Having a career in editorial photography today might seem like…
Language is an ever-changing entity, and the folks at the Oxford Dictionaries Online are the self-appointed keepers of English as “the world’s most trusted dictionaries.” In an effort to keep up with the Joneses, Oxford makes quarterly additions to the dictionary, which have unsurprisingly included a number of photography related terms. So before you begin your digital detox while wearing your jorts, let’s take a look at a few entries from the past few years. srsly.
selfie, n. (informal): a photograph that one has taken of oneself, typically one taken with a smartphone or webcam and uploaded to a social media website.
I love the selfie and all its myriad forms. After writing an essay entitled “In Defense of the Selfie,” I came across yet another subgenre called the “bookshelfie” where the literati pose with their books because holding a Kindle just isn’t the same thing. Also, if the Pope does it, then it’s a officially a real thing, right?
photobomb, v. (informal): spoil a photograph of (a person or thing) by unexpectedly appearing in the camera’s field of view as the picture is taken, typically as a prank or practical joke. Total lolz.
My favorite is the celebrity photo bomb perhaps because of the novelty of seeing someone famous in an otherwise ordinary photo. Or maybe there’s a certain irony in the celebrity who dodges papparazzi by day, and photobombs by night. By the way, is Patrick Stewart the coolest? He does a mean quadruple take, btw.
GIF, v.: to create a GIF file of (an image or video sequence, especially relating to an event).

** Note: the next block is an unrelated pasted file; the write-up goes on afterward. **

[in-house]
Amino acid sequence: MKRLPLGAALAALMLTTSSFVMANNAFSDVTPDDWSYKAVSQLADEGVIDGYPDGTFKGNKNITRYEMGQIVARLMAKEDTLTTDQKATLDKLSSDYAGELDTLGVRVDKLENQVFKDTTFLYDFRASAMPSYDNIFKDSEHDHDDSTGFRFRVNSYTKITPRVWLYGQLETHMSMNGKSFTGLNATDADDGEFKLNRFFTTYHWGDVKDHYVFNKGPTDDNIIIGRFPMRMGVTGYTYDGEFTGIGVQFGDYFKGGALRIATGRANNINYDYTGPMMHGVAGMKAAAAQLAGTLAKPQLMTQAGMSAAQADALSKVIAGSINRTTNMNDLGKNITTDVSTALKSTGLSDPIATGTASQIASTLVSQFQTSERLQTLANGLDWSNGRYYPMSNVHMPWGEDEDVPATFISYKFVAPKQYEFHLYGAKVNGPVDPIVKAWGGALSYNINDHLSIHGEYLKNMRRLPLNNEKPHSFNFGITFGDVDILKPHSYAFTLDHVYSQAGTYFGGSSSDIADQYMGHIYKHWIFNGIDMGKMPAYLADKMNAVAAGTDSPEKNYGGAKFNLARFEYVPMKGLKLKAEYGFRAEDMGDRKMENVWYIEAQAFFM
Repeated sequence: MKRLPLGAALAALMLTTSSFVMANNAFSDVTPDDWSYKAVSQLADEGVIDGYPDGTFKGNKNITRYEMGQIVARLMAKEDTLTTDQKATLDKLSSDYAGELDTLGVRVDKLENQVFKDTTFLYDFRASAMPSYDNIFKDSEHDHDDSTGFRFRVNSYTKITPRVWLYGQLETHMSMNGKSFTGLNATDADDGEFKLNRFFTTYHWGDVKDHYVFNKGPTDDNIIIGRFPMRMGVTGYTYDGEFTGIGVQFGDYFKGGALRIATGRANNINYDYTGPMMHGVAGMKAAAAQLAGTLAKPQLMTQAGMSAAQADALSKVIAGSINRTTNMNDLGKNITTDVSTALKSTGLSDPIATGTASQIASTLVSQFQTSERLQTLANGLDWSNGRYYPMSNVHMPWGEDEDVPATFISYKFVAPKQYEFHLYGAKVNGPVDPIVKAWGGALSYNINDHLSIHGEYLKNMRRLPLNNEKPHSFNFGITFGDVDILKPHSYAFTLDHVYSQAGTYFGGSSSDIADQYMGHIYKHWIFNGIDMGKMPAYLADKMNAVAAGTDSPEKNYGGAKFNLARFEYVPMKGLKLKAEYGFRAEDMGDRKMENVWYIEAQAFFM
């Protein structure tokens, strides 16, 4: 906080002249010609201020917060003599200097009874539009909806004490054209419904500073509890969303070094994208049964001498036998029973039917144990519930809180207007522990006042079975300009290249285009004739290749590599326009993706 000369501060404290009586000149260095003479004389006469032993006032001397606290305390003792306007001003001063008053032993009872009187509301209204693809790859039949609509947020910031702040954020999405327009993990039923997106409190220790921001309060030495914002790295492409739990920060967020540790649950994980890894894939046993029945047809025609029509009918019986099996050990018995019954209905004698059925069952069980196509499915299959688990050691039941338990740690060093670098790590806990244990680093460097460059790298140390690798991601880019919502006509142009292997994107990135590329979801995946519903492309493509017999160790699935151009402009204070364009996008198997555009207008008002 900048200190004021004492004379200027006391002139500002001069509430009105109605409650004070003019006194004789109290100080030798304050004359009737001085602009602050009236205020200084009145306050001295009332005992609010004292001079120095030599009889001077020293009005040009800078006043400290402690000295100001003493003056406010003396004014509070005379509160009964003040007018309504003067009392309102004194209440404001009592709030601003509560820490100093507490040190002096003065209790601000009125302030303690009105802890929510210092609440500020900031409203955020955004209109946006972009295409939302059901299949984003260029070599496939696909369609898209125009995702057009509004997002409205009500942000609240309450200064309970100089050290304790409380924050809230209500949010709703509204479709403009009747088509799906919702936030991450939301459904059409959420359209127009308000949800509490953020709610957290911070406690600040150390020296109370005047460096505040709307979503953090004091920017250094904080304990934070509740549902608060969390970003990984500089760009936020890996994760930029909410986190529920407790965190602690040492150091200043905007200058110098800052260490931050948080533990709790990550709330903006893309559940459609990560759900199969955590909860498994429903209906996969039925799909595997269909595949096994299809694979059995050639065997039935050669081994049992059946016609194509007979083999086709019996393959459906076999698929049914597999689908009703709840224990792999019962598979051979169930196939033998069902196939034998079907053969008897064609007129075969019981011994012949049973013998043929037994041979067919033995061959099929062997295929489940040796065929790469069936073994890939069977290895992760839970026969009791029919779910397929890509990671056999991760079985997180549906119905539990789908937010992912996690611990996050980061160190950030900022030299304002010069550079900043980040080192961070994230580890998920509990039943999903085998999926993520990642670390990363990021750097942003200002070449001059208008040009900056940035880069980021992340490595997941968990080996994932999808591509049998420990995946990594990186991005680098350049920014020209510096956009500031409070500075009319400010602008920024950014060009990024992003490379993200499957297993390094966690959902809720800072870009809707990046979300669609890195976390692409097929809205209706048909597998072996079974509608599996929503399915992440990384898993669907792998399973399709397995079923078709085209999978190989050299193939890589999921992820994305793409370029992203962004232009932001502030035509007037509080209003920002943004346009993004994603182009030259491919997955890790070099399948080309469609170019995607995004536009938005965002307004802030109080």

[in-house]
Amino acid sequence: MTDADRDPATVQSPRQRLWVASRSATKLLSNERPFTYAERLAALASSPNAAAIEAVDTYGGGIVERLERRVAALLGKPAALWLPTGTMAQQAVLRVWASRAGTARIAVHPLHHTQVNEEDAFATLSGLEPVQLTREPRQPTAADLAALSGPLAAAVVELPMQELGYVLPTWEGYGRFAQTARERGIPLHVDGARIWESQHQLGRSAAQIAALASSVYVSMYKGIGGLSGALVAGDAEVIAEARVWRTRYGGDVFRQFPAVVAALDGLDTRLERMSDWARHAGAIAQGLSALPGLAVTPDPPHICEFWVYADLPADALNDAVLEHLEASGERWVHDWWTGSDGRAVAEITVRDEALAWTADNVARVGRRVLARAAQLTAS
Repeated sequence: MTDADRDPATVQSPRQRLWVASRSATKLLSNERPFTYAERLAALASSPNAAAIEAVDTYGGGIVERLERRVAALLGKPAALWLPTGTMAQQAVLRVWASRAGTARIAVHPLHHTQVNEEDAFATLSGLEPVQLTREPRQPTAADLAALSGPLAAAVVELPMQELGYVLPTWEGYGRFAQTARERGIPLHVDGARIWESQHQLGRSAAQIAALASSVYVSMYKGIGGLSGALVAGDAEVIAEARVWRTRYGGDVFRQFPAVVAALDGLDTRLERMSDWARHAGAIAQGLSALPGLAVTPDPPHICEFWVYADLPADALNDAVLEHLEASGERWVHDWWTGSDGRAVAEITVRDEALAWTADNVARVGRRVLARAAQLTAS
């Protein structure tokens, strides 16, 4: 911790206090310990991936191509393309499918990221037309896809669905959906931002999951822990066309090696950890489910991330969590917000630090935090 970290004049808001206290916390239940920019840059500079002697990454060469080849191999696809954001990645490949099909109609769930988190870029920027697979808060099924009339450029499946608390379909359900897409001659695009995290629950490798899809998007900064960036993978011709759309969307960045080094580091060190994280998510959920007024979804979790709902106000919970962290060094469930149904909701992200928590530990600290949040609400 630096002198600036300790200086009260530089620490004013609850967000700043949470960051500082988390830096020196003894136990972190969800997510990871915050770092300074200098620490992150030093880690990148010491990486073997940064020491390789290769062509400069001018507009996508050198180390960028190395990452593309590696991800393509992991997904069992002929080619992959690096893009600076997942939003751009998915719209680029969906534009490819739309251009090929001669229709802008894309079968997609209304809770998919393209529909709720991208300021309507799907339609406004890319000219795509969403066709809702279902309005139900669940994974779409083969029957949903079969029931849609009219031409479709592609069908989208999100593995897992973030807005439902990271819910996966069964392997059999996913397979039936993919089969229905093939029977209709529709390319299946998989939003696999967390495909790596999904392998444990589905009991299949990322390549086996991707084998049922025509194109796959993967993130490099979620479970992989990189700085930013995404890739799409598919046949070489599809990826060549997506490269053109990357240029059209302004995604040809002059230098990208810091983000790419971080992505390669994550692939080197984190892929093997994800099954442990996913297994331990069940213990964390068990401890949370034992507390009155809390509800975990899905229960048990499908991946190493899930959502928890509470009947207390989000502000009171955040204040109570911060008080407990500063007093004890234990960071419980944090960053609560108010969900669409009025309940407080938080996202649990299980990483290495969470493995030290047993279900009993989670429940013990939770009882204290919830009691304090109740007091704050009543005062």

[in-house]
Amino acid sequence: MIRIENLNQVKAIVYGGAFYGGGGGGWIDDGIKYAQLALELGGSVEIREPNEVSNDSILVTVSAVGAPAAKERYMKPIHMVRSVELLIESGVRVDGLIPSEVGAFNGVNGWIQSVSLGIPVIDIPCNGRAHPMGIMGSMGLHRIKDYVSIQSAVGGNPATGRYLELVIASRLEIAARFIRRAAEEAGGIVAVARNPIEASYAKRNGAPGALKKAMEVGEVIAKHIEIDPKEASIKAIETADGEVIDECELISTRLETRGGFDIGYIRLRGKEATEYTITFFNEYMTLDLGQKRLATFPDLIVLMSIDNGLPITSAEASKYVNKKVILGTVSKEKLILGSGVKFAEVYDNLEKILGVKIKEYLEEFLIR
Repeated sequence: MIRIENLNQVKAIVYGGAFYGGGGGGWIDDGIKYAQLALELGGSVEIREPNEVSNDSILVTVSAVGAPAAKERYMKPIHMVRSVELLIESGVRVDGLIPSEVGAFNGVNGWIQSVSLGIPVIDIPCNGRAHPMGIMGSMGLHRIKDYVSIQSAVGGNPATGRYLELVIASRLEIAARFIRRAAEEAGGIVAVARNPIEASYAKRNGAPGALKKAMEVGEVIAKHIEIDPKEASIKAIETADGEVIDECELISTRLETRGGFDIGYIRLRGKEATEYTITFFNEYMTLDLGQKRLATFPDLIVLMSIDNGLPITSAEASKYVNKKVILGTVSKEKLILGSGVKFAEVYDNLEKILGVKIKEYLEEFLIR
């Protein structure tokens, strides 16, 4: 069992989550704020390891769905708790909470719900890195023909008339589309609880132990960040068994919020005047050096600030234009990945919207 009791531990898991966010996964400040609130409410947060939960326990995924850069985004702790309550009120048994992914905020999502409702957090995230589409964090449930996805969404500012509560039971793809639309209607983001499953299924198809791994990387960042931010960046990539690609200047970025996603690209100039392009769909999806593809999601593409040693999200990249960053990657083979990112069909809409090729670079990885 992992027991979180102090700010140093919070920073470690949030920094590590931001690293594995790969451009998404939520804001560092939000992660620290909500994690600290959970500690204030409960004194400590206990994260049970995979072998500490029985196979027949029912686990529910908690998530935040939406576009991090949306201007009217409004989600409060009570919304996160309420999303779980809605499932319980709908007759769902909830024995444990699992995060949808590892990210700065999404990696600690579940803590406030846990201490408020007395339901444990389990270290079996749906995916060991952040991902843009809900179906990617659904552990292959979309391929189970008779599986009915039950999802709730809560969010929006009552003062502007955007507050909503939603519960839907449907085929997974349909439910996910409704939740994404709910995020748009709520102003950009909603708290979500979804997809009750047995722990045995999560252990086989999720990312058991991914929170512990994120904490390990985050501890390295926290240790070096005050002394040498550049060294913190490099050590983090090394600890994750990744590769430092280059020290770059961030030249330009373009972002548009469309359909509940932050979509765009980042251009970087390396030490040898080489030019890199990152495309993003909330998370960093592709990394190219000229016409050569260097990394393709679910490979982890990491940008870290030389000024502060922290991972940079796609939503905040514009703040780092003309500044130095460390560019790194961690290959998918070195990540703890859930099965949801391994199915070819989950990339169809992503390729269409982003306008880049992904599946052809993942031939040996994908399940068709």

Yeah, yeah, we know the noun form has been around for decades, but Oxford added the verb just last year referring to the creation of the animated GIF file. Its retro-coolness has given rise to the subgenre of Cinemagraph – a format so cool that Tyra Banks invested in it. My favorite GIF website is maxgif.com because they are “stupidly big GIFs” and there is the classic khaaan.com, based on the greatest sci-fi movie ever made. But perhaps we’ll go with Patrick Stewart to illustrate the art form.
sext, verb (informal): send (someone) sexually explicity photographs or messages via mobile phone.
Sexting amongst teens and young adults are as old as SMS technology itself, and the rise of apps like Snapchat certainly helped to elevate the practice. But like all things, sexting jumped the shark when disgraced Congressman Anthony Weiner made it a virtual job duty. And then, of course, Geraldo.
Rough-cut, noun: the first version of a film after preliminary editing.
Nearly every camera has video capabilities, and thus everyone from seasoned pros to soccer moms are in the movie making business today. Judging by youtube, however, many people are using their rough cuts as their final cuts.
Not yet words
D-SLR: Well over a decade after the first readily available DSLRs were shipped, Oxford still only lists SLR as a camera term. How many more bodies do we need to make this a real word?
pray-and-spray: If you’re (un)lucky enough to have a camera like the Nikon D4 (10fps) or the Canon 1DX (14fps), then you’re probably familiar with the term “pray-and-spray” which refers to indiscriminately filling the camera’s buffer in hopes of capturing the one “important” frame from an action sequence.
bloggorhea: This term almost made the, uh, rolls in 2008, but was eventually denied entry. It refers to the tendency for bloggers to write about nothing important or consequential — probably just to get a few extra page hits. Not that there’s anything wrong with that, right?
Twerk, Miley, twerk.